Violence escalated in Myanmar on Monday as authorities continued to crack down on people protesting against the military coup that took place on February 1.
Witnesses reported that two protesters were killed and several injured as police opened fire in the northern town of Myitkyina.
Police fired tear gas at a crowd of around 1,000 in the capital, Naypyitaw. Thousands of protesters abandoned a march in the city of Mandalay over fears of violence by security forces.
General strike in Myanmar
The latest demonstrations followed an appeal by trade unions for mass walkouts to bring the economy to a standstill.
At least nine unions from a range of sectors, including construction, agriculture and manufacturing, said that "all Myanmar people" should stop work in order to reverse the military coup. They also called for the restoration of the elected government of Nobel laureate Aung San Suu Kyi.
"The time to take action in defense of our democracy is now," the unions said in a statement. It added that allowing economic activity to continue as usual would help the military "as they repress the energy of the Myanmar people."
More than 50 killed in protests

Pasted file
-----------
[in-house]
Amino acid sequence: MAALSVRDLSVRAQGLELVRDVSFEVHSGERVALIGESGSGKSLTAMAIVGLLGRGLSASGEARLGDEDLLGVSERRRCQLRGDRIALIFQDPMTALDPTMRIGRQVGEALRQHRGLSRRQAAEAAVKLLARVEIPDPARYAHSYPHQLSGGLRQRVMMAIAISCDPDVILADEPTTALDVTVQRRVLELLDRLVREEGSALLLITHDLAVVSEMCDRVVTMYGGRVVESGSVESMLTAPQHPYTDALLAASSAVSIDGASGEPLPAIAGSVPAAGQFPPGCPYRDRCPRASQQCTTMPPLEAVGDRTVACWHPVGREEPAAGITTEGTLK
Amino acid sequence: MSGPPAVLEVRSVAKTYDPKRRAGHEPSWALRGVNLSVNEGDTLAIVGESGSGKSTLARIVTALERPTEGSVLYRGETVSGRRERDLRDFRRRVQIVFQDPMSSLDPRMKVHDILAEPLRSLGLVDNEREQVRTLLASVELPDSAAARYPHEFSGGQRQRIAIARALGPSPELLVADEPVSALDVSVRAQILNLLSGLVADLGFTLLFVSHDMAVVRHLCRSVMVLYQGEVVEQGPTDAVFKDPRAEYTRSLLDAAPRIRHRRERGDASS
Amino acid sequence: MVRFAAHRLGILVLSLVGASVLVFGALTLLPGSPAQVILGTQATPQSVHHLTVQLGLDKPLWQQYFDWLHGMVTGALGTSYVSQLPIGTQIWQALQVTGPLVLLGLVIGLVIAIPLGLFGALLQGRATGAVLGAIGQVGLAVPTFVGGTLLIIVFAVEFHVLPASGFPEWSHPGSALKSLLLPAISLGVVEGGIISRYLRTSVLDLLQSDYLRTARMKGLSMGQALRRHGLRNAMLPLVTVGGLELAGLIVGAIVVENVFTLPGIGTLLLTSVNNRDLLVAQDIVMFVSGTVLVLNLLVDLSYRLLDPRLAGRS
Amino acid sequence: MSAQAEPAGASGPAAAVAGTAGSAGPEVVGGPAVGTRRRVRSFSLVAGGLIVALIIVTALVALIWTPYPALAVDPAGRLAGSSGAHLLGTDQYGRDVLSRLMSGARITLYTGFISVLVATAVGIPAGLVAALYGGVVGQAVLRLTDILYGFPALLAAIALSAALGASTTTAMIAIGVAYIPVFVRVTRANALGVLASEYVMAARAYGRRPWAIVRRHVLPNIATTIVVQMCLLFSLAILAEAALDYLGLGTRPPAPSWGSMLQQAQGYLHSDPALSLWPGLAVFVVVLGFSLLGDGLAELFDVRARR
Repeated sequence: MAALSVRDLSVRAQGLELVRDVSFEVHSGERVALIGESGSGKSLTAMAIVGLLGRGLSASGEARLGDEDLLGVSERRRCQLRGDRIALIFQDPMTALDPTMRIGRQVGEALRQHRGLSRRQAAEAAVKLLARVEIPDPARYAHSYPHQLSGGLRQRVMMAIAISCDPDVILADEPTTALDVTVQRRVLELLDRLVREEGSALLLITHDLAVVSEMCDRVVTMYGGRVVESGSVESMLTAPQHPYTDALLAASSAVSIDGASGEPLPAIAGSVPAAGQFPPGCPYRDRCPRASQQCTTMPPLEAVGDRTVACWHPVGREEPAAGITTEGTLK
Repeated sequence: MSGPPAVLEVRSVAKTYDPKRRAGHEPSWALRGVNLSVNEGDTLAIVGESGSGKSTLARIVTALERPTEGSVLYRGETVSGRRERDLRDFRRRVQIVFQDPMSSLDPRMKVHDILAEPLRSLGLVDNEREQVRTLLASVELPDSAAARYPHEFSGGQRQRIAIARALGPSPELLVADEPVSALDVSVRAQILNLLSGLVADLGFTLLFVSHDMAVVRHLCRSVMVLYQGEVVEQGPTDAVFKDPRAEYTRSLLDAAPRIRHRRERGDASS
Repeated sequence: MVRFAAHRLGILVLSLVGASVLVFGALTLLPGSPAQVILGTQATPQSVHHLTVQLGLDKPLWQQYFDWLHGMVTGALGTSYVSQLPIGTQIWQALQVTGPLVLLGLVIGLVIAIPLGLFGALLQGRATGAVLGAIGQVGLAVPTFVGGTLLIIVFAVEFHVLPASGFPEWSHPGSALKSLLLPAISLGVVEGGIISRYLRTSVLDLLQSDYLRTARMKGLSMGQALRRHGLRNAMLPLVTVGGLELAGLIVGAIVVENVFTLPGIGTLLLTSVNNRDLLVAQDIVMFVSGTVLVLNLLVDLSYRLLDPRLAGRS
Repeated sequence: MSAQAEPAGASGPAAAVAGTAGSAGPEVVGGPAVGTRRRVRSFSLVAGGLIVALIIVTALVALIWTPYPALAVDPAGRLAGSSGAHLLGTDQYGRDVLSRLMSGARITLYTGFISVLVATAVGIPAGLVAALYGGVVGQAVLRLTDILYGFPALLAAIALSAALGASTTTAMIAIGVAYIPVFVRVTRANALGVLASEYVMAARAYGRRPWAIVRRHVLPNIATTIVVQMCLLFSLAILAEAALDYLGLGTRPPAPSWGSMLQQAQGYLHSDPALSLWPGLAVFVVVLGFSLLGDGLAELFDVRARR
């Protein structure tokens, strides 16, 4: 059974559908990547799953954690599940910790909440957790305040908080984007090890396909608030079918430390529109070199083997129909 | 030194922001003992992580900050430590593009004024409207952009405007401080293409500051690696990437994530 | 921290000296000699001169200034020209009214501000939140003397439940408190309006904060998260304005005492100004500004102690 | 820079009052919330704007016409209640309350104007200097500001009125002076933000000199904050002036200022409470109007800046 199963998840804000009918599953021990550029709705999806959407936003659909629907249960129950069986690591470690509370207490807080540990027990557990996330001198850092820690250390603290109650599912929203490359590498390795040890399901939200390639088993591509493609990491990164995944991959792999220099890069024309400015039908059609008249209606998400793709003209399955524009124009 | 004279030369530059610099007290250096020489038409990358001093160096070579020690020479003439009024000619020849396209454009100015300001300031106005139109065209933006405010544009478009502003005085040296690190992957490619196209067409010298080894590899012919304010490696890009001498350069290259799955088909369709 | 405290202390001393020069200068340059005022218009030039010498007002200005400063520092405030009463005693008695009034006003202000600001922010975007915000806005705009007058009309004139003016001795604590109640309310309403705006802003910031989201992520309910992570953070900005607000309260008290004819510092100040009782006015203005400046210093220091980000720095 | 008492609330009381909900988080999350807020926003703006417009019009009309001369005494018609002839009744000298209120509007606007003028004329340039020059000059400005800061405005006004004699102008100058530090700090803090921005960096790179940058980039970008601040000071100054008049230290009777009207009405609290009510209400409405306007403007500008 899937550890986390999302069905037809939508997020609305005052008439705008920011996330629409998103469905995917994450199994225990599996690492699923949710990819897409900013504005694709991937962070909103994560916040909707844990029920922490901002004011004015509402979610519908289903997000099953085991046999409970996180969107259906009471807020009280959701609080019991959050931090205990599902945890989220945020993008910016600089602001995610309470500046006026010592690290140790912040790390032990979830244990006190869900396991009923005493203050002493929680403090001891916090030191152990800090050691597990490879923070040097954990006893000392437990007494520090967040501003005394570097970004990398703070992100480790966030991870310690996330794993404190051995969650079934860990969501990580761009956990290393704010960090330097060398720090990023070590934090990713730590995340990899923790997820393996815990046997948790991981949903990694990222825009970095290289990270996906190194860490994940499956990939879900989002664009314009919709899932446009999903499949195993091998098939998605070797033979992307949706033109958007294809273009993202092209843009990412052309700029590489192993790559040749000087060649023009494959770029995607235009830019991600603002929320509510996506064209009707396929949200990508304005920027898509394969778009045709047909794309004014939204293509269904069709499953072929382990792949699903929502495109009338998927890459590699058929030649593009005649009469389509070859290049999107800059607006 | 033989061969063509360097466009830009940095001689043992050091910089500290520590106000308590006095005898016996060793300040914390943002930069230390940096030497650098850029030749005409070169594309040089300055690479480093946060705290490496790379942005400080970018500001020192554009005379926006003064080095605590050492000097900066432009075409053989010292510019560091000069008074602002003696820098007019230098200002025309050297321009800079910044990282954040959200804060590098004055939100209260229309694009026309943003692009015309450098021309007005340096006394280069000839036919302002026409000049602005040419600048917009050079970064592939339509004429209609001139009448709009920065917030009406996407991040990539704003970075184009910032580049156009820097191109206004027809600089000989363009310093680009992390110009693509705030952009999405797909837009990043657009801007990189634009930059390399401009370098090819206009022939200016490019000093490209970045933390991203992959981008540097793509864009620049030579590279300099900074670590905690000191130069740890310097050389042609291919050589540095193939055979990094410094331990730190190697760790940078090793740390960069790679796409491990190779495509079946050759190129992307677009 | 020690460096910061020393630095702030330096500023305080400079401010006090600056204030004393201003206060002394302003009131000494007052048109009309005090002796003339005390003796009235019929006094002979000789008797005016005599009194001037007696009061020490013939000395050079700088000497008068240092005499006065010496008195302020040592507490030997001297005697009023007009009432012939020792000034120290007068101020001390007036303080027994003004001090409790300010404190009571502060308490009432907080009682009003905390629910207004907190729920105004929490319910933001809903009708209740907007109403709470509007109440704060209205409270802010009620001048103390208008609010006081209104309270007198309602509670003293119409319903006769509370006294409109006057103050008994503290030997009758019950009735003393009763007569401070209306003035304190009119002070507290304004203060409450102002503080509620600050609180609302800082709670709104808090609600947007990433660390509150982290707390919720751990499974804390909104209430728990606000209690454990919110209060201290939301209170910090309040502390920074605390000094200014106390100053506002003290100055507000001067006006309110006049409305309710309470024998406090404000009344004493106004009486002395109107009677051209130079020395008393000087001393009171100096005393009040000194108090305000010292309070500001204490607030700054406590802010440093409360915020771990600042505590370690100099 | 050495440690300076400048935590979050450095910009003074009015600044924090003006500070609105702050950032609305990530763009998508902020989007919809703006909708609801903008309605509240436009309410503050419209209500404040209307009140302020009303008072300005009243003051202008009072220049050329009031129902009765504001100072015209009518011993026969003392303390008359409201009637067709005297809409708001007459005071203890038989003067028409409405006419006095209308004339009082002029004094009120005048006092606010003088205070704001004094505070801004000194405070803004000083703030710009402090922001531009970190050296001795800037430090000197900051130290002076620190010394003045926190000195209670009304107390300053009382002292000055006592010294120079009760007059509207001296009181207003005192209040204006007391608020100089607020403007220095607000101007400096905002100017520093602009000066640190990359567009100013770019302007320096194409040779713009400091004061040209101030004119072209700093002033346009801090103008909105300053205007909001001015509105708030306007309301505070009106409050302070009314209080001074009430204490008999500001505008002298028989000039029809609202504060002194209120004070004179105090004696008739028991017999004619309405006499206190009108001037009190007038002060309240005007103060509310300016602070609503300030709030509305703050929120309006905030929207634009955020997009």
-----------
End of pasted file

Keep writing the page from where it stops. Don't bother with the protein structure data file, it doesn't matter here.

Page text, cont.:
The country has been in a state of turmoil since last month's coup ousted civilian leader Aung San Suu Kyi from power, sparking mass protests against the military junta.
Protests are being held almost daily nationwide despite the use of deadly force by security forces.
Authorities have responded with an increasingly brutal crackdown on protesters. According to UN figures, more than 50 people have been killed and nearly 1,800 arrested.
Myanmar’s military generals have shown no sign of listening to calls for restraint despite mounting international pressure, including targeted sanctions by Western powers.
Australia halts defense cooperation
Meanwhile, Australia has suspended its defense cooperation with Myanmar and is redirecting humanitarian aid in the country because of last month's military takeover.
Australian Foreign Minister Marise Payne said Canberra made the move in response to the detention of economic policy adviser Sean Turnell.
Payne said Monday that diplomats and relatives had only been able to contact Turnell twice by phone since he was seized in early February.